Tuesday, March 26, 2019

David Brooks on Scandal Politics

How we do politics in America:
The sad fact is that Watergate introduced a poison into the American body politic. Richard Nixon’s downfall was just and important, but it opened up the mouthwatering possibility that you don’t need to do the hard work of persuading people to join your side. Instead, you can destroy your foes all at once through scandal.

Politics since Watergate has been defined by a long string of scandals and pseudo-scandals — Iran-contra, Whitewater, Valerie Plame, Benghazi, Solyndra, swift-boating. Politico last year compiled a list of 46 scandals that were at one time or another deemed “worse than Watergate.”

The nation’s underlying divides are still ideological, but we rarely fight them honestly as philosophical differences. We just accuse the other side of corruption. Politics is no longer a debate; it’s an attempt to destroy lives through accusation.

The political media, especially on TV, now has a template it can apply whenever a scandal looms into view, to hook viewers into the speculative story line. According to the Tyndall Report, the three main broadcast networks made the Russia collusion investigation the second-most-covered news event of 2018, trailing only the Kavanaugh hearings, another scandal. . . .

It’s all a wonderful game. You don’t have to know anything about a boring policy subject like economics, poverty or foreign affairs. You can have a long career in politics and media by simply treating public life as an arena of life-or-death gossip.
Maybe this is partly because the real issues facing our country, from immigration to gun control to trade policy, and especially health care, are fiendishly complex and hard to understand. Who wants to listen to hours of argument about tariffs or emergency room fees? Scandal mongering is a way to rile up the emotions without having to engage the higher modules of the brain, and that is just a lot more fun. After all, we already know that our enemies are bad people with bad ideas, so why bother trying to understand them? Easier to accuse them of doing something nefarious and feel smug about our own virtue.


Shadow said...

"Who wants to listen to hours of argument about tariffs or emergency room fees?"

You couldn't even if you wanted to. There is too much to know, unless you are specializing in it -- it's your career. In a world awash in specialties and information, the idea of an informed electorate is a fantasy. Perhaps the idea of an informed legislature is a fantasy too. Better off applying good sense.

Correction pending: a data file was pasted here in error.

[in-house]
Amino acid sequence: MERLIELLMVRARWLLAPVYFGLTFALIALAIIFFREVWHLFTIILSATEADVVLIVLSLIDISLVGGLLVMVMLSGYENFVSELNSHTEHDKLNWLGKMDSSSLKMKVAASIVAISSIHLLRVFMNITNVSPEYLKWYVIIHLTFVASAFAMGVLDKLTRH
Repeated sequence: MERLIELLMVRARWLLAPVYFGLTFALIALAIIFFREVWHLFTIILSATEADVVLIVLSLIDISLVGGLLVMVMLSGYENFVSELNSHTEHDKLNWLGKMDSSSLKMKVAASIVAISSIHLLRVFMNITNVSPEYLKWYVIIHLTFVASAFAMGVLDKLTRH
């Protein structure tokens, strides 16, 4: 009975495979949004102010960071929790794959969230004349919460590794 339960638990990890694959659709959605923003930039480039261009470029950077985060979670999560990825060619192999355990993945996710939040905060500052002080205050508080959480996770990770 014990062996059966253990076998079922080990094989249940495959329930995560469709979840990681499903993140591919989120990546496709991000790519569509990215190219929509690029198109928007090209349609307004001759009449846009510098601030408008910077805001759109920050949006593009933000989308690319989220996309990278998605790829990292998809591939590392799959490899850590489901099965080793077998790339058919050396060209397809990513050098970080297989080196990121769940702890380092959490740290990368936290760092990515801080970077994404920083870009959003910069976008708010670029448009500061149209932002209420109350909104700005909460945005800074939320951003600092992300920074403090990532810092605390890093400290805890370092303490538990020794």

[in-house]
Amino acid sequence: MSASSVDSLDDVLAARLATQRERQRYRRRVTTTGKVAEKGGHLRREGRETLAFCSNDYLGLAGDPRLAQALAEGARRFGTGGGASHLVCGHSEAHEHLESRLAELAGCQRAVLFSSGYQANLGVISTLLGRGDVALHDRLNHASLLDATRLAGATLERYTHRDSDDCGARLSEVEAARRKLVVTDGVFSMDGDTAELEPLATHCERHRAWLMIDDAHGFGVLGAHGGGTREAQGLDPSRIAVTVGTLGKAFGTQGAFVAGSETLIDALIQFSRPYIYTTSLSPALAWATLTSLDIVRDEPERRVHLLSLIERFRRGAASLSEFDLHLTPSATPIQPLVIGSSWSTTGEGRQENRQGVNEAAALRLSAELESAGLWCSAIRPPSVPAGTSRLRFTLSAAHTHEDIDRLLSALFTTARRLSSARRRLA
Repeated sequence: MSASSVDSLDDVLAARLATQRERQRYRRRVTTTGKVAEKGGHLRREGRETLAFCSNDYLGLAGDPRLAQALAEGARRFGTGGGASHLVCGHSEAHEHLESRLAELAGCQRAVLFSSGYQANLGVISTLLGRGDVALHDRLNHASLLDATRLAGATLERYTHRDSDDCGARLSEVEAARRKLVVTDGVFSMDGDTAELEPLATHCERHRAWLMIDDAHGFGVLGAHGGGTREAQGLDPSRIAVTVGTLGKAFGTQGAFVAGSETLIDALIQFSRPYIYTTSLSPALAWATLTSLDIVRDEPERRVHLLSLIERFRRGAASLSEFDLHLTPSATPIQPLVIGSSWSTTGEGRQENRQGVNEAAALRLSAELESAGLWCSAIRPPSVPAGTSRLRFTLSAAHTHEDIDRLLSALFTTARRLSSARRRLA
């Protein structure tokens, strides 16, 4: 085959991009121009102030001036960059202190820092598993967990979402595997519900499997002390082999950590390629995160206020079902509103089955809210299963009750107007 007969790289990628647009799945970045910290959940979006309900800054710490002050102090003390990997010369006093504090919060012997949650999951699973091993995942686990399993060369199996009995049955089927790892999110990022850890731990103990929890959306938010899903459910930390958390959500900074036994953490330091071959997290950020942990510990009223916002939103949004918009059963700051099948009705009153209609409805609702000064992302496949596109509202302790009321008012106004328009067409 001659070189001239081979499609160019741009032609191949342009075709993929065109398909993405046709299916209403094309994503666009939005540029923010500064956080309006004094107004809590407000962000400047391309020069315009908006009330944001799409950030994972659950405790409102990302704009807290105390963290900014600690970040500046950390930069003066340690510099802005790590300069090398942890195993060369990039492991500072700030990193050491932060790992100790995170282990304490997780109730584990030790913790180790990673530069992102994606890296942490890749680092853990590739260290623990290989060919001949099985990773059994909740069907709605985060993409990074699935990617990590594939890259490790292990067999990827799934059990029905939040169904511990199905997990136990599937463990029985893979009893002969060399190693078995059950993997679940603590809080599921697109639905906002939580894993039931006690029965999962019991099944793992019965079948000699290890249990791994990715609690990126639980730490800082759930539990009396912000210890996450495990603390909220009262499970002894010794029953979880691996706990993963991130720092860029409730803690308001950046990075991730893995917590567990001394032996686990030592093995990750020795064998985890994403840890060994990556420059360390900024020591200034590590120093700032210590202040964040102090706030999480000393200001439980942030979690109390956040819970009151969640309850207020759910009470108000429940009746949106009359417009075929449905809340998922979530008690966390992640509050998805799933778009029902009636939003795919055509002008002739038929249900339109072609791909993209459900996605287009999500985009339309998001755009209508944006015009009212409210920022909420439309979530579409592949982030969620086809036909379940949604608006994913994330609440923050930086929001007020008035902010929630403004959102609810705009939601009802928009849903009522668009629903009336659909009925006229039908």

As to Brooks and his strange idea that we only awakened to the "advantage" of scandals with Watergate, he needs to stop drinking the kool-Aid.

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David said...


There's a lot of this sort of finger-wagging about the Mueller investigation going around, but an article in the NYT this morning makes clear that those indulging in this are missing a truly crucial point. The article, "Mueller’s Investigation Erases a Line Drawn After Watergate," makes clear that, the way things are working out, this whole affair will have had the effect of establishing a president's prerogative of firing Justice Department officials for investigating him. Given that the Democrats, out of embarrassment, may be expected to downplay and then let quietly die their call for the report's full release, we will be significantly further along the road to a presidency that is above the law.

Yes, I get it that other presidencies have, one way or the other, taken us along the same path, and that this includes Obama's. I don't care. I don't get how the best approach to a radical presidency is to pretend it's not there and turn our attention to things like emergency room fees, nor why I should be patient with a drive to turn our country into the Hungary of the New World, nor why it's okay to be ruled by a monarch (even, in this case, I admit, an apparently weak one) as long as that monarch gains power by election and not inheritance.